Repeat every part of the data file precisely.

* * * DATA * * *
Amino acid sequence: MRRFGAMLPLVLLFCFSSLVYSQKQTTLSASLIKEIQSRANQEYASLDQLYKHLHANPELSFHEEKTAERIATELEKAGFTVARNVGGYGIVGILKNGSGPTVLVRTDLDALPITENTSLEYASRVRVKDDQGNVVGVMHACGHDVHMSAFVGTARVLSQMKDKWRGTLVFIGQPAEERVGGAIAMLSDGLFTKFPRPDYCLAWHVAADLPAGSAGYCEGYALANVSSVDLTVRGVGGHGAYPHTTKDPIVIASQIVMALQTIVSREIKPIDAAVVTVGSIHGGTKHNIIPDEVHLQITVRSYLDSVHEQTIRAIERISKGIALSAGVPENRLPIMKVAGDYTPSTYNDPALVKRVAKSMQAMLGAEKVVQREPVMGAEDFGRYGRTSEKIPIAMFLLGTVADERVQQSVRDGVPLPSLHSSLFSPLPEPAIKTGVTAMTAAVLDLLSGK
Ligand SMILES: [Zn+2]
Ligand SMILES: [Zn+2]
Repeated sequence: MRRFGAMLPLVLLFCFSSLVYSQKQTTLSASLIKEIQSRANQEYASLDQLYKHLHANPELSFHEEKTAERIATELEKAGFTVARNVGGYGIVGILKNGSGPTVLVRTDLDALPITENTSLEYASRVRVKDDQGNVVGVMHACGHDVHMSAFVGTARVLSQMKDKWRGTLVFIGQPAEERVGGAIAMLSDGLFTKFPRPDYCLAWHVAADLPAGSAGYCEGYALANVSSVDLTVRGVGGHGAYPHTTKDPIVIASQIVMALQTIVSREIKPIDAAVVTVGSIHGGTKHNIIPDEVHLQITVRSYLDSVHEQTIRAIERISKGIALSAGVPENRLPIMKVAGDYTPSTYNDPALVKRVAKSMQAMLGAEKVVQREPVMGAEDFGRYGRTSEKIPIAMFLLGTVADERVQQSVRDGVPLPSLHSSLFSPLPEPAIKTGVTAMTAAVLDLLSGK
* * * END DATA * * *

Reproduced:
Amino acid sequence: MRRFGAMLPLVLLFCFSSLVYSQKQTTLSASLIKEIQSRANQEYASLDQLYKHLHANPELSFHEEKTAERIATELEKAGFTVARNVGGYGIVGILKNGSGPTVLVRTDLDALPITENTSLEYASRVRVKDDQGNVVGVMHACGHDVHMSAFVGTARVLSQMKDKWRGTLVFIGQPAEERVGGAIAMLSDGLFTKFPRPDYCLAWHVAADLPAGSAGYCEGYALANVSSVDLTVRGVGGHGAYPHTTKDPIVIASQIVMALQTIVSREIKPIDAAVVTVGSIHGGTKHNIIPDEVHLQITVRSYLDSVHEQTIRAIERISKGIALSAGVPENRLPIMKVAGDYTPSTYNDPALVKRVAKSMQAMLGAEKVVQREPVMGAEDFGRYGRTSEKIPIAMFLLGTVADERVQQSVRDGVPLPSLHSSLFSPLPEPAIKTGVTAMTAAVLDLLSGK
Ligand SMILES: [Zn+2]
Ligand SMILES: [Zn+2]
Repeated sequence: MRRFGAMLPLVLLFCFSSLVYSQKQTTLSASLIKEIQSRANQEYASLDQLYKHLHANPELSFHEEKTAERIATELEKAGFTVARNVGGYGIVGILKNGSGPTVLVRTDLDALPITENTSLEYASRVRVKDDQGNVVGVMHACGHDVHMSAFVGTARVLSQMKDKWRGTLVFIGQPAEERVGGAIAMLSDGLFTKFPRPDYCLAWHVAADLPAGSAGYCEGYALANVSSVDLTVRGVGGHGAYPHTTKDPIVIASQIVMALQTIVSREIKPIDAAVVTVGSIHGGTKHNIIPDEVHLQITVRSYLDSVHEQTIRAIERISKGIALSAGVPENRLPIMKVAGDYTPSTYNDPALVKRVAKSMQAMLGAEKVVQREPVMGAEDFGRYGRTSEKIPIAMFLLGTVADERVQQSVRDGVPLPSLHSSLFSPLPEPAIKTGVTAMTAAVLDLLSGK